When I look back at my journals from 2012 when I first began to come out, what I wrote extensively about was finding love. I wrote in one journal entry, “I want true love. I want to find that one guy who I can be a soul mate with, that I can be honest and real with and have a deep connection with. Is it possible? I really don’t know. I feel that so many of us are so damaged by this age, that I’m not sure what I want is real or attainable.”Continue reading →
I participate in a support group for gay and bisexual men who are or have been married or are in relation to a woman. In a recent meeting, I was struck by something one man said. This is a man who is married, living with his wife, but not out to her. When he thinks about a future life with a man, he wants “the normality of it.” Continue reading →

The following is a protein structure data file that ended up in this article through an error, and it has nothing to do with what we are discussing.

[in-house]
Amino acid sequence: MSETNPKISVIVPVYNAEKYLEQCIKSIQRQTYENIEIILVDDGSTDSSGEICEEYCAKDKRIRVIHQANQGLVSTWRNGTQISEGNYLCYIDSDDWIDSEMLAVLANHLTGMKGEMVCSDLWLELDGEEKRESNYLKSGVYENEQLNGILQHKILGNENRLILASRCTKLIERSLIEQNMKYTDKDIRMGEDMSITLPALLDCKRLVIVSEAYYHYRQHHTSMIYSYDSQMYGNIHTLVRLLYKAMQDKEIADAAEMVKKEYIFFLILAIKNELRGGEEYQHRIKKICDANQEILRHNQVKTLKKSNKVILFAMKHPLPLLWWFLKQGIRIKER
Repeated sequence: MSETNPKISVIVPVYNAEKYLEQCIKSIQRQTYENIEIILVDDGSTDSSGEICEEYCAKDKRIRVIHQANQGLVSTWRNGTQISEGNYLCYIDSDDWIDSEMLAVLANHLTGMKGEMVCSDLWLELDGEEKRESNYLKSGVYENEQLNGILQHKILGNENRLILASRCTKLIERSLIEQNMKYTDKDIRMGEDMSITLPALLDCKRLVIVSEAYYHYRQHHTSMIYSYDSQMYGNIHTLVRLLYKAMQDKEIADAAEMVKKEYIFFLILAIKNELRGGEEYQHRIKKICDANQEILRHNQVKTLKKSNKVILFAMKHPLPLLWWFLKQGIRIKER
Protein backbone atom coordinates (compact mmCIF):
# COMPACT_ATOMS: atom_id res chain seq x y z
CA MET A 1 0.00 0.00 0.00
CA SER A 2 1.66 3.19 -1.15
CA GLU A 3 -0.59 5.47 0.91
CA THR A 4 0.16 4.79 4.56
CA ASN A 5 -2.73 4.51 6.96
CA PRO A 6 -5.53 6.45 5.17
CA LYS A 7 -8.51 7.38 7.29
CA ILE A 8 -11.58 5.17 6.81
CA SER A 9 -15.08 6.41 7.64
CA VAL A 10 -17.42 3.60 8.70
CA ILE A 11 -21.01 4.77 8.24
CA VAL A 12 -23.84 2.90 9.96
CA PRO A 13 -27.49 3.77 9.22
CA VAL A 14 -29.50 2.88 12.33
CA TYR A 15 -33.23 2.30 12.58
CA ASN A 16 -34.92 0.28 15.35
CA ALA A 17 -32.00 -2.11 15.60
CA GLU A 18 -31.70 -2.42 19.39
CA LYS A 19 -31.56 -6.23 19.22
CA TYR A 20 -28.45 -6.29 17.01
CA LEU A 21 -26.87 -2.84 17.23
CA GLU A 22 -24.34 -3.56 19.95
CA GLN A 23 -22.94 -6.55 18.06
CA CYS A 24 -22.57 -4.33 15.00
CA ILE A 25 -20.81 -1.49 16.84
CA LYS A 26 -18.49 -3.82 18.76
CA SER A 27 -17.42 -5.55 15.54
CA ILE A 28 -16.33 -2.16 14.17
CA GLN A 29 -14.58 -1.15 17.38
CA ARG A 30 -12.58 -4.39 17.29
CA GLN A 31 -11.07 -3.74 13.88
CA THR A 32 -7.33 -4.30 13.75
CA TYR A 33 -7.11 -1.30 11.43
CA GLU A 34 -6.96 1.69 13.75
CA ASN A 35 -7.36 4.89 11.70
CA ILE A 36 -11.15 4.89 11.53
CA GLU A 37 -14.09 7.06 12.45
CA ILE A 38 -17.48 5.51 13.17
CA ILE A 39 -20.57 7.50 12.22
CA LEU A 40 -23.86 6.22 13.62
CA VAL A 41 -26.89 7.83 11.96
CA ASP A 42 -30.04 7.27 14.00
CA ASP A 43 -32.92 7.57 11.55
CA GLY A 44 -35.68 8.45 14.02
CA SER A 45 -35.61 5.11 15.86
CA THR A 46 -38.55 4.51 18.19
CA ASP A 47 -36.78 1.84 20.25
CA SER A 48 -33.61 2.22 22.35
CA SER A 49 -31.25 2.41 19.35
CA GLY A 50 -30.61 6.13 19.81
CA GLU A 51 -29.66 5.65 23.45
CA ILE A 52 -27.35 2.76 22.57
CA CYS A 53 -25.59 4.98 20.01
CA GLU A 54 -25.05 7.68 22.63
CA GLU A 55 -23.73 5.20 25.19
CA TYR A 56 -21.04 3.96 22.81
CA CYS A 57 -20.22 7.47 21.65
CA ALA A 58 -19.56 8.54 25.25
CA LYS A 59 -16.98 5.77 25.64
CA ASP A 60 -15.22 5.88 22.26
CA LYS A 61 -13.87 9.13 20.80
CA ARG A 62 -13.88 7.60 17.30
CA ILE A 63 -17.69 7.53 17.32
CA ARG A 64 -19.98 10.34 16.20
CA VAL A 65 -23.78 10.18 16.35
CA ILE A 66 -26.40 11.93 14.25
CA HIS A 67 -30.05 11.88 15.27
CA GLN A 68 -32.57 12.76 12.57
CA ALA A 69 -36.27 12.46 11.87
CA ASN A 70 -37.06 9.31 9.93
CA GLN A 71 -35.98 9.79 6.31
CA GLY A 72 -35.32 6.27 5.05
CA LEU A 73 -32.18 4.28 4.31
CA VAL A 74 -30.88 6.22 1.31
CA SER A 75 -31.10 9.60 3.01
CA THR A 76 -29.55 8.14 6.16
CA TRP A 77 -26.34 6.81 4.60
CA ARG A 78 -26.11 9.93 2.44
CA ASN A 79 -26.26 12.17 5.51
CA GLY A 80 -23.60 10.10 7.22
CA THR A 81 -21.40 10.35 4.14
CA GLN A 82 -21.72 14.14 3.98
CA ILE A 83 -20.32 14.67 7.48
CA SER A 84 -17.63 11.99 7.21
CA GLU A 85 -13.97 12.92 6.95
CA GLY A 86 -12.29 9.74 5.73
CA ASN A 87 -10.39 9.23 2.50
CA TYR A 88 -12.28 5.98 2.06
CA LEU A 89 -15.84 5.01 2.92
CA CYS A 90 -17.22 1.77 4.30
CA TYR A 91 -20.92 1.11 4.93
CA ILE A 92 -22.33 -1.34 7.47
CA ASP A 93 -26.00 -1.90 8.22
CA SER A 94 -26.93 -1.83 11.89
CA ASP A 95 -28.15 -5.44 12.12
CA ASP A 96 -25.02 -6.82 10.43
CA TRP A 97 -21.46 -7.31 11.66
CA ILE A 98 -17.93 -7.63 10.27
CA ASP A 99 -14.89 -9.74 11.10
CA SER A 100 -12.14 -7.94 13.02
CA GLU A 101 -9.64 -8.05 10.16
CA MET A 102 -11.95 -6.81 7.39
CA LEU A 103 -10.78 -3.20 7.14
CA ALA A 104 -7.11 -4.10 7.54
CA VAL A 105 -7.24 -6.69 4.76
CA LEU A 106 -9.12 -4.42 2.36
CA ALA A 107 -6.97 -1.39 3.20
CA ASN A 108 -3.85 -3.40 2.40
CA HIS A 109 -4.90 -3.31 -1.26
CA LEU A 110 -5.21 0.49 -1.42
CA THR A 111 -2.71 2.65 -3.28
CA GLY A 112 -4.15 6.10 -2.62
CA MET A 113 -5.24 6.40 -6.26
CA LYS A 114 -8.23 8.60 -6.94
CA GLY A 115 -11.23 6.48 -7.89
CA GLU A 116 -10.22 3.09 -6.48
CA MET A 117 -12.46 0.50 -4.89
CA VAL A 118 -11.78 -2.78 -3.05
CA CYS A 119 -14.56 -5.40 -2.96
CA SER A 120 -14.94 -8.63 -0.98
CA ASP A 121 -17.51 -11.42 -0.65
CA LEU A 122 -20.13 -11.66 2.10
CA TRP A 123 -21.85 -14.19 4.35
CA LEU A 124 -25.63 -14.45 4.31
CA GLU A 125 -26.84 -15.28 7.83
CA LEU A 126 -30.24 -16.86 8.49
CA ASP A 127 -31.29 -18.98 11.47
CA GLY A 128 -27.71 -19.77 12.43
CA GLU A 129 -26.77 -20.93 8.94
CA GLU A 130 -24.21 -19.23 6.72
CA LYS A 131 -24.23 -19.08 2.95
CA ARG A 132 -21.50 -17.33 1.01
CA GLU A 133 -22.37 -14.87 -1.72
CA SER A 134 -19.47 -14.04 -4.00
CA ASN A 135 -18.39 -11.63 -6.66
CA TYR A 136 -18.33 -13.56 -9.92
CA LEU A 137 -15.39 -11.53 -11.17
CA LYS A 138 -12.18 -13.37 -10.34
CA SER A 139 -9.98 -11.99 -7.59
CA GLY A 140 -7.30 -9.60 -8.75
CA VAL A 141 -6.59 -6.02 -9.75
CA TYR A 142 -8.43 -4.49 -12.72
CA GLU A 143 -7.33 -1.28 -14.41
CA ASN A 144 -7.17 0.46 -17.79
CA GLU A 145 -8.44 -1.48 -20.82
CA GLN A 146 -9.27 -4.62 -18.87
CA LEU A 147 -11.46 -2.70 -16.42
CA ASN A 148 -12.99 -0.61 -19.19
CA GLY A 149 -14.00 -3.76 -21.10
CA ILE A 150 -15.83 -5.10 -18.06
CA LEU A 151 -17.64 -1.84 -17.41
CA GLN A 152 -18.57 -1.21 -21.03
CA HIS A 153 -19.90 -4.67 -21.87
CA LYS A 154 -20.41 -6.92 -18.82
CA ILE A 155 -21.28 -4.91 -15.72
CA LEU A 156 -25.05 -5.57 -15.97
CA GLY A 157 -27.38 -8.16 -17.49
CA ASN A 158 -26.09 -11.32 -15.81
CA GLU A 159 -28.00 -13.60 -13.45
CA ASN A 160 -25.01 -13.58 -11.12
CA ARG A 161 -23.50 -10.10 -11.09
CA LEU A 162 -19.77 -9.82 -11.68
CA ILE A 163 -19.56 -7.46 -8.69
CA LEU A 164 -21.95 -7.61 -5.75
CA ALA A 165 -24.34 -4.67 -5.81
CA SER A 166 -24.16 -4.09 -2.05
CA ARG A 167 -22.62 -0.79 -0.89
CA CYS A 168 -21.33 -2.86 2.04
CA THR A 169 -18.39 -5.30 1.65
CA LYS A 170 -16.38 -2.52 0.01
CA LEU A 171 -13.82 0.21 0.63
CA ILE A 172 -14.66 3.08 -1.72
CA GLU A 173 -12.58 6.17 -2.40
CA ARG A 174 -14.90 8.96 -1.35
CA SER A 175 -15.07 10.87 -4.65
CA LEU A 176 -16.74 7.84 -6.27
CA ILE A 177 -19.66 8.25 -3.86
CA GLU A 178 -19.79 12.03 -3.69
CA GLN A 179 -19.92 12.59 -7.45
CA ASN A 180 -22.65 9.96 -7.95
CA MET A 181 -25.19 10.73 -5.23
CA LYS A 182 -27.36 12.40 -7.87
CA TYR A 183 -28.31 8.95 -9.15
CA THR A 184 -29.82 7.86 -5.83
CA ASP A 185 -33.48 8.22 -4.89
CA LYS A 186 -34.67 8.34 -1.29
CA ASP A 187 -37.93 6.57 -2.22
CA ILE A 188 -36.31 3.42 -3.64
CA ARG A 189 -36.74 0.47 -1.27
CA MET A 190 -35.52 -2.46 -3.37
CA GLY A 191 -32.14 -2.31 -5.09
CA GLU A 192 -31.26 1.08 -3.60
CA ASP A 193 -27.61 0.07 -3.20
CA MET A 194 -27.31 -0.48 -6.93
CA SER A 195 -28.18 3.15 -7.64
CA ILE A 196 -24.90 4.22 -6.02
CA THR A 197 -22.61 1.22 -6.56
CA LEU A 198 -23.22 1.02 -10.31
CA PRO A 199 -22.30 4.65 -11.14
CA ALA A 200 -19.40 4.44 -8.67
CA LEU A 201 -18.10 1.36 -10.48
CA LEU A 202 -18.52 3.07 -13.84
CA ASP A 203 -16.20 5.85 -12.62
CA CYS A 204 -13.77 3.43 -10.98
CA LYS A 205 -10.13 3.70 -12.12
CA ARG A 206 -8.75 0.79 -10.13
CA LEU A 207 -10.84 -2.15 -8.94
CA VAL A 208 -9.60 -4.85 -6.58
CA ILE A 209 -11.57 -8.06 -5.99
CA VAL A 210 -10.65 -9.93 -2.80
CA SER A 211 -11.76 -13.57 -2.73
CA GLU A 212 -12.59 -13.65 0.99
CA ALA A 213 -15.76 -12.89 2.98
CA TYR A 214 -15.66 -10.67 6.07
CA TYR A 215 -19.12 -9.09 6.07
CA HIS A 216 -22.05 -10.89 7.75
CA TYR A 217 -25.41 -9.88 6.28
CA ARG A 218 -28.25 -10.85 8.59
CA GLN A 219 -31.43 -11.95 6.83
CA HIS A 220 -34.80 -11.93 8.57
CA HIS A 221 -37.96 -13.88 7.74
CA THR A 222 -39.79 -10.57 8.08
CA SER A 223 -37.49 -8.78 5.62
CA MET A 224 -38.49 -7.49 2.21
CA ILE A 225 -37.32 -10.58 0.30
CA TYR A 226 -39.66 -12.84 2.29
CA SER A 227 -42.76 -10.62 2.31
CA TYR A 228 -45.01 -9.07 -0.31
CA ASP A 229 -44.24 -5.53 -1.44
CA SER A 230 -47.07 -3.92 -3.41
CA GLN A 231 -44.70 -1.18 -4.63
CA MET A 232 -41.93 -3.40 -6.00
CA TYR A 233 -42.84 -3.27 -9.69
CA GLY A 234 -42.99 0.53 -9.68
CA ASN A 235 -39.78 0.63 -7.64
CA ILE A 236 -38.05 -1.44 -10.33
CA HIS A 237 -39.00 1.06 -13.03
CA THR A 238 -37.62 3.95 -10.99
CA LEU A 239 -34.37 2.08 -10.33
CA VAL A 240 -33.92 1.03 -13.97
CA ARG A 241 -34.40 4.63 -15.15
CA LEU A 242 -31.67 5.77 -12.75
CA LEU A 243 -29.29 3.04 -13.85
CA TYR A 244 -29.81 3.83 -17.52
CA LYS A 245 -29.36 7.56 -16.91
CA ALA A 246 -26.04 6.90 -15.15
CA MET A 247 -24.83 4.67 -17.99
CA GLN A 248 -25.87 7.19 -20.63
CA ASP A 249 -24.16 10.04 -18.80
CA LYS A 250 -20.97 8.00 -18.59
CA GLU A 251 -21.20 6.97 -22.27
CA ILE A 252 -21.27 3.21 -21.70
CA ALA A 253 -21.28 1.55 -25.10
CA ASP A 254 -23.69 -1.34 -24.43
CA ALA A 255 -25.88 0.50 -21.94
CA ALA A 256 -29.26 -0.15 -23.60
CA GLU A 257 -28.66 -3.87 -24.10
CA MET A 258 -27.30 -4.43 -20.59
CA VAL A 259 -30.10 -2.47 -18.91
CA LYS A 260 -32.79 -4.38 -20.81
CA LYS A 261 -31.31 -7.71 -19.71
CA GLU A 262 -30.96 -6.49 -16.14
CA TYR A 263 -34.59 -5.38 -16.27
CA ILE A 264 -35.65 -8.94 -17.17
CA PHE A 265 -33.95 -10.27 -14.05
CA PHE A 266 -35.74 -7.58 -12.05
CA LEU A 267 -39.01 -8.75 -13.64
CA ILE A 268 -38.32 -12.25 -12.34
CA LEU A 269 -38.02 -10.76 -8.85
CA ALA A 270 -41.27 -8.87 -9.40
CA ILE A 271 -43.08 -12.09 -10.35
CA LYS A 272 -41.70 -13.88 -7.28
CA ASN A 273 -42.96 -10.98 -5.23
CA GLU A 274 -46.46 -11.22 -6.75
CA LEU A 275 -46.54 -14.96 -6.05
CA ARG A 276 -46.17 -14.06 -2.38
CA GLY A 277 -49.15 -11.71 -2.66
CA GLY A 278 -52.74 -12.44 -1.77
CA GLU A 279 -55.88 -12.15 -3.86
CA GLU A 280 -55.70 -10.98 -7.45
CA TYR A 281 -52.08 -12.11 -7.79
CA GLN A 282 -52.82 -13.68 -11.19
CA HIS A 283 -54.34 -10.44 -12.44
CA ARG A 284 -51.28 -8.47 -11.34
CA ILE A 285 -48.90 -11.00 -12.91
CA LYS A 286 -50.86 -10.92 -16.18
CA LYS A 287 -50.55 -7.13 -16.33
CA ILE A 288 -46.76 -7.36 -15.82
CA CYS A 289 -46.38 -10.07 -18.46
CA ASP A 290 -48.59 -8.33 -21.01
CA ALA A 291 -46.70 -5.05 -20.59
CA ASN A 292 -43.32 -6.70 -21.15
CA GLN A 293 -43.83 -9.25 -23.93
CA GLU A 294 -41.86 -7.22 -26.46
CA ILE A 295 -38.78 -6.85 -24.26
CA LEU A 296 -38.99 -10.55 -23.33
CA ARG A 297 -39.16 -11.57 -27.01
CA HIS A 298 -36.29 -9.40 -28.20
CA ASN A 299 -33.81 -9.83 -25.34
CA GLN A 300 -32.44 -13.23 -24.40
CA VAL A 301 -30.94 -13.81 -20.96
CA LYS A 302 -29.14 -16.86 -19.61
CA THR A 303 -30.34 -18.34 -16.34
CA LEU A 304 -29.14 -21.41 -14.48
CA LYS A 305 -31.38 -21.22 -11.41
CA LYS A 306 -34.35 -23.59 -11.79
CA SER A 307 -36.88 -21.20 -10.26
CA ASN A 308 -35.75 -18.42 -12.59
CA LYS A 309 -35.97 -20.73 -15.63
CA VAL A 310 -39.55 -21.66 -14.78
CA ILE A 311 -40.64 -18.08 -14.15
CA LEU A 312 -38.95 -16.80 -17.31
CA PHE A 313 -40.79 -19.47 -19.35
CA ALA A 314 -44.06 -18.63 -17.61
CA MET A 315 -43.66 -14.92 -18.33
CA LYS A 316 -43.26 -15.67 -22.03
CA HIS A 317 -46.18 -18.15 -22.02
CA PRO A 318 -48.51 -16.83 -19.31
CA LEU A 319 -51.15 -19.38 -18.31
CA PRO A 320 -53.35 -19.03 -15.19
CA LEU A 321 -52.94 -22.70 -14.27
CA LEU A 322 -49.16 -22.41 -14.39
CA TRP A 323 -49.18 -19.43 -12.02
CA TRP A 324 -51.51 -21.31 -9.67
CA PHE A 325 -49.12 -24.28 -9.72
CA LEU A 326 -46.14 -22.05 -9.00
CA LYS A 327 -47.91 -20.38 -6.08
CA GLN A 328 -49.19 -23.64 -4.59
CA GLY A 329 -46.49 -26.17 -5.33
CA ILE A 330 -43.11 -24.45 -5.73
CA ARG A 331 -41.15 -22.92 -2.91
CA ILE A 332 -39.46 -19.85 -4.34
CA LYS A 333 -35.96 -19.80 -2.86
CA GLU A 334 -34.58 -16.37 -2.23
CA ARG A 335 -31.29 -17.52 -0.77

Since before my wife’s death this past April, I began to live in the house that I had moved out of four years earlier, when I began my life as an out gay man. I had never planned to live in our house again. But that all changed as my wife’s health declined from terminal cancer.
Four times a year I board a plan to attend a board meeting as a board member of a company that my employer is part owner of. While I came out last year to about half people who attend this meeting, I have not come out to everyone, and because of that each meeting has a certain level of stress. Continue reading →
One of the stereotypes of gay men that I acquired around the age of fifteen, reading the homosexuality chapter of a terrible book about sex, was that gay relationships were fleeting; that gay men soon tired of each other as men continued their relentless pursuit of sex with other men; and that the idea of a deep loving passionate relationship between men was not possible. As much as I have changed over the years, and particularly over the last five years, I think this stereotype still lived on in the recesses of my mind.